Last weekend I played in a Pro Tour Qualifier/Elite Invitational Qualifier combo at Atomic Empire in Durham, North Carolina with Glenn Jones and Brad Nelson—and I had a blast! I went into the weekend with high hopes of joining Brian Braun-Duin in Dublin for the Pro Tour, but alas, it was not to be. In fact, I was dead after round 5 and got to spend time partaking in the delicious beer that the shop has on tap at the small bar in their shop.
That's right, there was a bar—in the card shop. [Editor's Note: Come to Seattle sometime so I can introduce you to Card Kingdom my friend.] It was glorious!
Glenn was dead early, and Brad picked up his second loss in the second to last round of the day. We were all on Junk Aristocrats, and we decided to make a few changes to the deck and run it back for the Elite IQ on Sunday. Brad and Glenn made Top 8, and I 0-2 drop visited the watering hole.
Even with delicious Duck Rabbit Milk Stout in my cup, I was still upset. After the beats the previous weekend losing all of my "win and ins" I failed to perform yet again this weekend. I immediately wanted to blame the deck. I came into the weekend wanting to play a G/R Aggro deck similar to what I had played in a Versus video against David McDarby and was talked into playing Junk Aristocrats. The deck is obviously very good, putting Brad and Glenn into Top 8 with Brad losing to the mirror match in the finals, but I think it may have been the wrong choice for me.
This week I'd like to talk about playing "the best deck" versus playing a deck that you're familiar with.
Why Play The Best Deck?
Brad strongly felt that Junk Aristocrats was hands down the best deck in Standard last weekend (he probably still does, but things do change quickly), and I had no refute to his sentiment. It's positioned well in the current metagame, has insane "nut draws" that are borderline unbeatable, and gives you a lot of play in the mid-to-late stages of the game. The deck attacks on so many different angles that it makes it not only hard to defend but also difficult to mount a counterattack.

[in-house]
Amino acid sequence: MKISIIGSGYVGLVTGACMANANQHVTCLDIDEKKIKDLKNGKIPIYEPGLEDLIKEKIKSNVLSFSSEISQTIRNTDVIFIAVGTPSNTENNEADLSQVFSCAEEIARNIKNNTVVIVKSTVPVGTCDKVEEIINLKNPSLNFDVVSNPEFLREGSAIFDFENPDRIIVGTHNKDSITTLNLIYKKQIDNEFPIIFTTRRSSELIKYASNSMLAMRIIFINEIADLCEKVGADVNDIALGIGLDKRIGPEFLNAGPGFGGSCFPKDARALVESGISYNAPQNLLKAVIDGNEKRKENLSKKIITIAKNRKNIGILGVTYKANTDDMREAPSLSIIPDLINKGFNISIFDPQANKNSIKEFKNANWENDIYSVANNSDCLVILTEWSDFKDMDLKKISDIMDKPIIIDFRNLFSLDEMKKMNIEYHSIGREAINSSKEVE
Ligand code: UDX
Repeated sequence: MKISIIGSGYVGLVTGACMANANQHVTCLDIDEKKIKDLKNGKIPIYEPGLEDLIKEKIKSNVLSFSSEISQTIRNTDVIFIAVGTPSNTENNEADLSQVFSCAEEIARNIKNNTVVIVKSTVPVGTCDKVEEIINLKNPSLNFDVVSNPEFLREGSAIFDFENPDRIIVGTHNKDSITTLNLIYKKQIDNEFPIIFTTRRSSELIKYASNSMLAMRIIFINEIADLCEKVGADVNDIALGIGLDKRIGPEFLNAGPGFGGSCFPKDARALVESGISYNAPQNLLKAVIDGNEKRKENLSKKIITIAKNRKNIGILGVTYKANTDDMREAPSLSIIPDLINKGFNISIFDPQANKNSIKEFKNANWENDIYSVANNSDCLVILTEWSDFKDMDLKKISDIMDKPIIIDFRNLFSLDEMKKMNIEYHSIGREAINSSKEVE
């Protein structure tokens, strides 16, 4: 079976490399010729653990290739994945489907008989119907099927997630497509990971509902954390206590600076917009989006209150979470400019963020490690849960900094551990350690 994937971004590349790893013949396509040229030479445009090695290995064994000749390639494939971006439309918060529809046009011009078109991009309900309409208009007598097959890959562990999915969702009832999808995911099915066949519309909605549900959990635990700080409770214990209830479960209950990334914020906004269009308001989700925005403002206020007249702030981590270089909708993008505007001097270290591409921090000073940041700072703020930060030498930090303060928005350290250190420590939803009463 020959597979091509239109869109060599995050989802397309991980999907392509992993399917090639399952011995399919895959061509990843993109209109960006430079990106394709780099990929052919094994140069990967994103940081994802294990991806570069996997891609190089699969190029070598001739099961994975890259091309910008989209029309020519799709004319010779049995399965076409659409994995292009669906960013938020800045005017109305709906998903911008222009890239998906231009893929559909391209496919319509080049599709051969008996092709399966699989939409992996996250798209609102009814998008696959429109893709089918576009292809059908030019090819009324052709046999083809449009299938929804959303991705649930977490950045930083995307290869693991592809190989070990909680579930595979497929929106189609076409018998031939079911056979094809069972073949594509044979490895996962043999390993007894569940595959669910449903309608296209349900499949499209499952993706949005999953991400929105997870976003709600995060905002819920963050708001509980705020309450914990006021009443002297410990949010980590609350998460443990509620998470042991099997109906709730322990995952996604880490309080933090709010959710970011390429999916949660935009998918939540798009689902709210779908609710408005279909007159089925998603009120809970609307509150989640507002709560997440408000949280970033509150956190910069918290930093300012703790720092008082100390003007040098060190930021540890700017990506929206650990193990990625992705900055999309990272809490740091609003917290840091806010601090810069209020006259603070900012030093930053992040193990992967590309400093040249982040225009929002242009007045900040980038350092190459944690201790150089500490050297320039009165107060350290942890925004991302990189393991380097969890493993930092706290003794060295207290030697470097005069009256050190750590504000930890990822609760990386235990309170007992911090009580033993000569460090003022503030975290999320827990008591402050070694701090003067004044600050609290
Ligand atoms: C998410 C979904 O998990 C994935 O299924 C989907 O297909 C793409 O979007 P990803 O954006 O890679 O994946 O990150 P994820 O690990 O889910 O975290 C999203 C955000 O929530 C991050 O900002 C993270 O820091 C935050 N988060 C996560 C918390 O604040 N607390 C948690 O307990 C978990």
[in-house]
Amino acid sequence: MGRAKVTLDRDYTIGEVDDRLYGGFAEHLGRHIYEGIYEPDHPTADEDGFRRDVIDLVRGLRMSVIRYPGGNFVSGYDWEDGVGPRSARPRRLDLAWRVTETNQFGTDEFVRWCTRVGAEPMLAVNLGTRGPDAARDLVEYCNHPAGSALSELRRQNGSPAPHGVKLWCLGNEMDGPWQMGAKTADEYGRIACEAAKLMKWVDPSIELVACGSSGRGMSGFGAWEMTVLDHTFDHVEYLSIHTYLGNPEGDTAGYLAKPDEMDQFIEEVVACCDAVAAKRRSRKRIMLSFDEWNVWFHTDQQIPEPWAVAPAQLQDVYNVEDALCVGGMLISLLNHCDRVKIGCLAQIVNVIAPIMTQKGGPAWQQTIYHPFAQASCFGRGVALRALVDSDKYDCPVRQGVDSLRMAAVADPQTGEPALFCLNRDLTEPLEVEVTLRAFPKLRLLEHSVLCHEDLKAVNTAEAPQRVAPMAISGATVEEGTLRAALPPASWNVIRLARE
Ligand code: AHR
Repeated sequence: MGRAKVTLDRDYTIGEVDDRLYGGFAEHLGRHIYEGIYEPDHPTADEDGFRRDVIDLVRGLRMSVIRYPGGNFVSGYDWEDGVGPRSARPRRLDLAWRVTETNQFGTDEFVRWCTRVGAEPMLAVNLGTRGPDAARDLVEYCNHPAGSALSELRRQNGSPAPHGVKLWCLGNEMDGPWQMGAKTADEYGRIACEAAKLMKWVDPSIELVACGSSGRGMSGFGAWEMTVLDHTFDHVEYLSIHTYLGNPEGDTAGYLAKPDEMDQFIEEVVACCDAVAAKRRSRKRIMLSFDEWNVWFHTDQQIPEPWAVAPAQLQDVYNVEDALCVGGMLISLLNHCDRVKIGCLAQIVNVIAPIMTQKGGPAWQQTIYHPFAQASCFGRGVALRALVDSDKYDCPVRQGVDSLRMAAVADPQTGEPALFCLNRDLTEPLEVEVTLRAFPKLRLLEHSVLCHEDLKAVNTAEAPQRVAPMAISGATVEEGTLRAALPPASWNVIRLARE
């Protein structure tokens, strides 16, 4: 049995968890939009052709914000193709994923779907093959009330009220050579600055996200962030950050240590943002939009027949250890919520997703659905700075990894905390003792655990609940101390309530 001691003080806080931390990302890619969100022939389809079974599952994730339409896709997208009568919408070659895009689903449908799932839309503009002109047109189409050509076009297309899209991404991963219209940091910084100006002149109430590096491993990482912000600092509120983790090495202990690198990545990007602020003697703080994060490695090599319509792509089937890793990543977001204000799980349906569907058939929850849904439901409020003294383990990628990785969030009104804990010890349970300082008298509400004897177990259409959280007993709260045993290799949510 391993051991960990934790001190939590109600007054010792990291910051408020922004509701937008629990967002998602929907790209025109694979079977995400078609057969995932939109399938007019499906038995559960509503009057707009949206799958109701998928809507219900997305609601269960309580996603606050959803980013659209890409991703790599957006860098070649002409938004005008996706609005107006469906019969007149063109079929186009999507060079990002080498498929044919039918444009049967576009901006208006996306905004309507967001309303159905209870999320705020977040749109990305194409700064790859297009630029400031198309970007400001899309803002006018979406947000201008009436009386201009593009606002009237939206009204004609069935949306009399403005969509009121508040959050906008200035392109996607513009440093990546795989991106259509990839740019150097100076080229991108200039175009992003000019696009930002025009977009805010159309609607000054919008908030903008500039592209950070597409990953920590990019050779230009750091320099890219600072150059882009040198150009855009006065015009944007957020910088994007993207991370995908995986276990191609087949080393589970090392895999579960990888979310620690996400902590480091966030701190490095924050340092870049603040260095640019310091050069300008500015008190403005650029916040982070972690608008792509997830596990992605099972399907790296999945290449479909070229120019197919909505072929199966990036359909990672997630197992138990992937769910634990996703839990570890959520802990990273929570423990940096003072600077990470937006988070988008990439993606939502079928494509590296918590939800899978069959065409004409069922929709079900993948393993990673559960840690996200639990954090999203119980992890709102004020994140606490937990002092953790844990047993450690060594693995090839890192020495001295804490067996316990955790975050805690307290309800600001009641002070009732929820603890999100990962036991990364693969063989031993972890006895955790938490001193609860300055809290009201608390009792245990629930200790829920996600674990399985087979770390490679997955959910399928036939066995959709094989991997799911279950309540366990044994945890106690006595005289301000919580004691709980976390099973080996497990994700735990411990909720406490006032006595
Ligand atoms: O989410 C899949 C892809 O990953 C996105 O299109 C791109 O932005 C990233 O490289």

I am by no means a master of Magic: The Gathering, but I would consider myself good enough to take play skill into account when choosing a deck for an event. Junk Aristocrats definitely rewards skilled pilots. With so many options and lines of play, knowing which one is correct for any given situation is something the average player who is unfamiliar with the deck might struggle with.
Unfortunately, while I may not be the average player, I was definitely unfamiliar with the deck.
I hadn't played a single game with the deck from the Junk Aristocrats side. I've had my fair share of lumps from 5/5 flying Demons from the Junk Reanimator side while testing with BBD, but actually using a Cartel Aristocrat was foreign to me. I had planned on jamming Thundermaw Hellkites and Bonfire of the Damneding people out of the game.
Why did I switch?
I switched simply because it was logical. Junk Aristocrats was the better deck, rewarded superior play skill, and I had access to the knowledge of two good players who had already put time and work into the deck. But was it right to switch? I had put a bit of work and thought into G/R Aggro and felt like it attacked the metagame in all of the right ways, but logically Junk Aristocrats was the better choice. I would have had "more fun" playing G/R, but for me personally winning and doing well in the tournament is even more fun than just jamming Dragons.